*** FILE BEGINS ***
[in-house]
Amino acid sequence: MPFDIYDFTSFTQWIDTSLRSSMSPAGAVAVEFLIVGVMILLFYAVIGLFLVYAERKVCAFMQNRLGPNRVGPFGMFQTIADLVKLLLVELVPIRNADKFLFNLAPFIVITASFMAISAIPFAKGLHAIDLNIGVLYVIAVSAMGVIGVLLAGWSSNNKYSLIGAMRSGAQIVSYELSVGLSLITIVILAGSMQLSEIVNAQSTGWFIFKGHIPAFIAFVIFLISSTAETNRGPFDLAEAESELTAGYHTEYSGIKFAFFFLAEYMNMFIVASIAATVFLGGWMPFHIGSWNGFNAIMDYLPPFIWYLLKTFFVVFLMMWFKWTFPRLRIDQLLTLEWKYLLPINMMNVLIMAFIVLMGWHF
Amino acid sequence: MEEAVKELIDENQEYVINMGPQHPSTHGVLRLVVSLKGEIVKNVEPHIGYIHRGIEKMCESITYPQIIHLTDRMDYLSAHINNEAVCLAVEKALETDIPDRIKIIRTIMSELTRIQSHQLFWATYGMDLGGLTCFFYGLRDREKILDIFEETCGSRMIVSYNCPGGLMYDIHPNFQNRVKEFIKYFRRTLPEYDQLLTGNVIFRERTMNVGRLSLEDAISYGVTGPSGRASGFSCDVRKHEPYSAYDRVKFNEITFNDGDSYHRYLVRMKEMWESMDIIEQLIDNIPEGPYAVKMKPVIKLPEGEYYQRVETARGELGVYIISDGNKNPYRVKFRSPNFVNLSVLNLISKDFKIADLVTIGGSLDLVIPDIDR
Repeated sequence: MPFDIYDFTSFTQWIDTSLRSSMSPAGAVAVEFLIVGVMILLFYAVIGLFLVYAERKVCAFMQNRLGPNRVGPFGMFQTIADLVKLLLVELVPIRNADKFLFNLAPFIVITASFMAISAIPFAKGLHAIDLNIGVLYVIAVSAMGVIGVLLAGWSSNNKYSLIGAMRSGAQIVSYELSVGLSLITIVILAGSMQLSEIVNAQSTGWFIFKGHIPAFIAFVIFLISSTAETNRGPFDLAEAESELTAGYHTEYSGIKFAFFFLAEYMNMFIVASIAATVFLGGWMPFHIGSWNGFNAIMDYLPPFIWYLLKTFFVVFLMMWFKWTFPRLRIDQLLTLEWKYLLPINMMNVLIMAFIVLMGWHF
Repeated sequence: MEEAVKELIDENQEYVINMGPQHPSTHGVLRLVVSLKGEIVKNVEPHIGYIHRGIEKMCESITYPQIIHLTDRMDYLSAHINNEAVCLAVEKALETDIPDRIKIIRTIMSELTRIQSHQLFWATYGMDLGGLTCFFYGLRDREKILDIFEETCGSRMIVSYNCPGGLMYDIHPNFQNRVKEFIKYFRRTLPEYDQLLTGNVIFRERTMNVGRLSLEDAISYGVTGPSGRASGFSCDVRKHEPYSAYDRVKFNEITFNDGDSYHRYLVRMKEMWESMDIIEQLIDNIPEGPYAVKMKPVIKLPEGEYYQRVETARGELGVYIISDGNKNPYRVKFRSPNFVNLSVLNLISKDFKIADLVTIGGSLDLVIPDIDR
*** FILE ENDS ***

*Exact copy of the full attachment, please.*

[in-house]
Amino acid sequence: MPFDIYDFTSFTQWIDTSLRSSMSPAGAVAVEFLIVGVMILLFYAVIGLFLVYAERKVCAFMQNRLGPNRVGPFGMFQTIADLVKLLLVELVPIRNADKFLFNLAPFIVITASFMAISAIPFAKGLHAIDLNIGVLYVIAVSAMGVIGVLLAGWSSNNKYSLIGAMRSGAQIVSYELSVGLSLITIVILAGSMQLSEIVNAQSTGWFIFKGHIPAFIAFVIFLISSTAETNRGPFDLAEAESELTAGYHTEYSGIKFAFFFLAEYMNMFIVASIAATVFLGGWMPFHIGSWNGFNAIMDYLPPFIWYLLKTFFVVFLMMWFKWTFPRLRIDQLLTLEWKYLLPINMMNVLIMAFIVLMGWHF
Amino acid sequence: MEEAVKELIDENQEYVINMGPQHPSTHGVLRLVVSLKGEIVKNVEPHIGYIHRGIEKMCESITYPQIIHLTDRMDYLSAHINNEAVCLAVEKALETDIPDRIKIIRTIMSELTRIQSHQLFWATYGMDLGGLTCFFYGLRDREKILDIFEETCGSRMIVSYNCPGGLMYDIHPNFQNRVKEFIKYFRRTLPEYDQLLTGNVIFRERTMNVGRLSLEDAISYGVTGPSGRASGFSCDVRKHEPYSAYDRVKFNEITFNDGDSYHRYLVRMKEMWESMDIIEQLIDNIPEGPYAVKMKPVIKLPEGEYYQRVETARGELGVYIISDGNKNPYRVKFRSPNFVNLSVLNLISKDFKIADLVTIGGSLDLVIPDIDR
Repeated sequence: MPFDIYDFTSFTQWIDTSLRSSMSPAGAVAVEFLIVGVMILLFYAVIGLFLVYAERKVCAFMQNRLGPNRVGPFGMFQTIADLVKLLLVELVPIRNADKFLFNLAPFIVITASFMAISAIPFAKGLHAIDLNIGVLYVIAVSAMGVIGVLLAGWSSNNKYSLIGAMRSGAQIVSYELSVGLSLITIVILAGSMQLSEIVNAQSTGWFIFKGHIPAFIAFVIFLISSTAETNRGPFDLAEAESELTAGYHTEYSGIKFAFFFLAEYMNMFIVASIAATVFLGGWMPFHIGSWNGFNAIMDYLPPFIWYLLKTFFVVFLMMWFKWTFPRLRIDQLLTLEWKYLLPINMMNVLIMAFIVLMGWHF
Repeated sequence: MEEAVKELIDENQEYVINMGPQHPSTHGVLRLVVSLKGEIVKNVEPHIGYIHRGIEKMCESITYPQIIHLTDRMDYLSAHINNEAVCLAVEKALETDIPDRIKIIRTIMSELTRIQSHQLFWATYGMDLGGLTCFFYGLRDREKILDIFEETCGSRMIVSYNCPGGLMYDIHPNFQNRVKEFIKYFRRTLPEYDQLLTGNVIFRERTMNVGRLSLEDAISYGVTGPSGRASGFSCDVRKHEPYSAYDRVKFNEITFNDGDSYHRYLVRMKEMWESMDIIEQLIDNIPEGPYAVKMKPVIKLPEGEYYQRVETARGELGVYIISDGNKNPYRVKFRSPNFVNLSVLNLISKDFKIADLVTIGGSLDLVIPDIDR